Value your time

The GitHub codes and the multiple repositories I have mentioned here might look a bit intimidating to any who’s beginning in the space. I am a Data Scientist and my expertise are around models and analytics rather than cloud configuration technologies like Terraform. The best strategy in these situations where you face a technology that you are not familiar with but you need to use it for getting things done is to seek help.

Using portals like Freelancer, Upwork and many others you can easily find thousands of experts who would be able to help you out. This is what I did with Terraform, I learned how to implement one or two simple cloud service in Terraform, learned about what it can do and figured out how it would fit into what I am trying to achieve. Then I went out and got help from an amazing freelancer cloud architect, from Brazil, and got all basic code for all the different cloud services from him. Then it was only a matter of putting them together in a way I wanted. What had taken him 5 hours would probably have taken me at least 50–100 hours if I decided to do everything by myself.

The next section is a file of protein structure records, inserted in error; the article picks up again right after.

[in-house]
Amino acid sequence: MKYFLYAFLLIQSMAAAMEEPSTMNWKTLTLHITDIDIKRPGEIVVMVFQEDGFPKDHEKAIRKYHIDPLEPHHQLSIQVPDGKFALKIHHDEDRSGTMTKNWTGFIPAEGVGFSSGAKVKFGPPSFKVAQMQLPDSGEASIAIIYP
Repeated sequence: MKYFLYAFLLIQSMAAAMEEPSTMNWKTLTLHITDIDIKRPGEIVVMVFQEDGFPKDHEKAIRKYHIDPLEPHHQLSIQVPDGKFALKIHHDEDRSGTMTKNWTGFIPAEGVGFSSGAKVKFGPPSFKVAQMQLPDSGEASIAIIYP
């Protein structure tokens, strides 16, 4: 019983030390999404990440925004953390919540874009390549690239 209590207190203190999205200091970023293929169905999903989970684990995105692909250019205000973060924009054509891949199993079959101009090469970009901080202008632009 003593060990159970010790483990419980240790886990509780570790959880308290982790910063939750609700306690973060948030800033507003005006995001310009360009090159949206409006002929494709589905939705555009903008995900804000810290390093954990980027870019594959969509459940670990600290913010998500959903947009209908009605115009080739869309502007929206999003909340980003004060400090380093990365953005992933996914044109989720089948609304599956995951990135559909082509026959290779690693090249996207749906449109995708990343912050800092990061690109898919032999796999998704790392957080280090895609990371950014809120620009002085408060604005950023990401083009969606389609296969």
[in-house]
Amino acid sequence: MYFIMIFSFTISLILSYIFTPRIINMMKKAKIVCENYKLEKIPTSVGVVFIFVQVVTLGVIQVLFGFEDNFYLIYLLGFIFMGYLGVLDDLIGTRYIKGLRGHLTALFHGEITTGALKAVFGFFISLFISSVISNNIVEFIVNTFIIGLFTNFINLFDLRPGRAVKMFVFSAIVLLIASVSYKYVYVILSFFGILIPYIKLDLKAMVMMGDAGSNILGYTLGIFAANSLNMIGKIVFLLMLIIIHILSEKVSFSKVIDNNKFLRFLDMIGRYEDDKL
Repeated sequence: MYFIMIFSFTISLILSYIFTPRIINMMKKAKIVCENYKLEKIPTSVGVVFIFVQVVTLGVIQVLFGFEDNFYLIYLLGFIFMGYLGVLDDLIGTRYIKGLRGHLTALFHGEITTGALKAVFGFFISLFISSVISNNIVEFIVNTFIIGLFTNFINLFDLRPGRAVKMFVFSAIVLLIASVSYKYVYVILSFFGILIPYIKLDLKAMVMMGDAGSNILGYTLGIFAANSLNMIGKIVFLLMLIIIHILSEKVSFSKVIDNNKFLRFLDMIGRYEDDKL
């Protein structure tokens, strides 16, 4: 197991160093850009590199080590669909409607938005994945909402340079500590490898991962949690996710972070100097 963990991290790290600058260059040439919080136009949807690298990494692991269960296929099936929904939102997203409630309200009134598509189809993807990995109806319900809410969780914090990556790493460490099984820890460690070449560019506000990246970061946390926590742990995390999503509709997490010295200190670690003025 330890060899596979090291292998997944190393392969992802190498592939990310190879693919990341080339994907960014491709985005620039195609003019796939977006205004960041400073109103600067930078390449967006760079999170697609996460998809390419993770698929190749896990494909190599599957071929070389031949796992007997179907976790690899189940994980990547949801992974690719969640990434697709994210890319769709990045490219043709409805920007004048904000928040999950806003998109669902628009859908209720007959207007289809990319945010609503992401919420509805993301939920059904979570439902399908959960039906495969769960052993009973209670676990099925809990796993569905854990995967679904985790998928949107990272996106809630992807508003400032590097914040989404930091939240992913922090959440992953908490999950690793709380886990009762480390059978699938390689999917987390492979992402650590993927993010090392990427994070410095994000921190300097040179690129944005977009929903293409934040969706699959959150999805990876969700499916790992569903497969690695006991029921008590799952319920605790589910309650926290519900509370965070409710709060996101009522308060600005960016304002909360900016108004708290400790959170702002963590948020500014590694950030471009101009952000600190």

Being an engineer at heart its very tempting to do everything by yourself especially when you are playing around with a new technology and you are excited. In the early phases of my career this has served me well, but soon you will realize there’s only so much you can do in 24 hours. So optimize for goals and deadline and I always stick to the below philosophy.

Never Mistake the Finger for the Moon The pointing finger is what guides you to the moon. Without the finger, you might not notice the moon. But the pointing finger isn’t what matters most. It only matters because it helps you see the moon for yourself.

A technologist at the core with hands on experience in Data Science and Algorithmic trading. My core competency is listening to what the data has to say.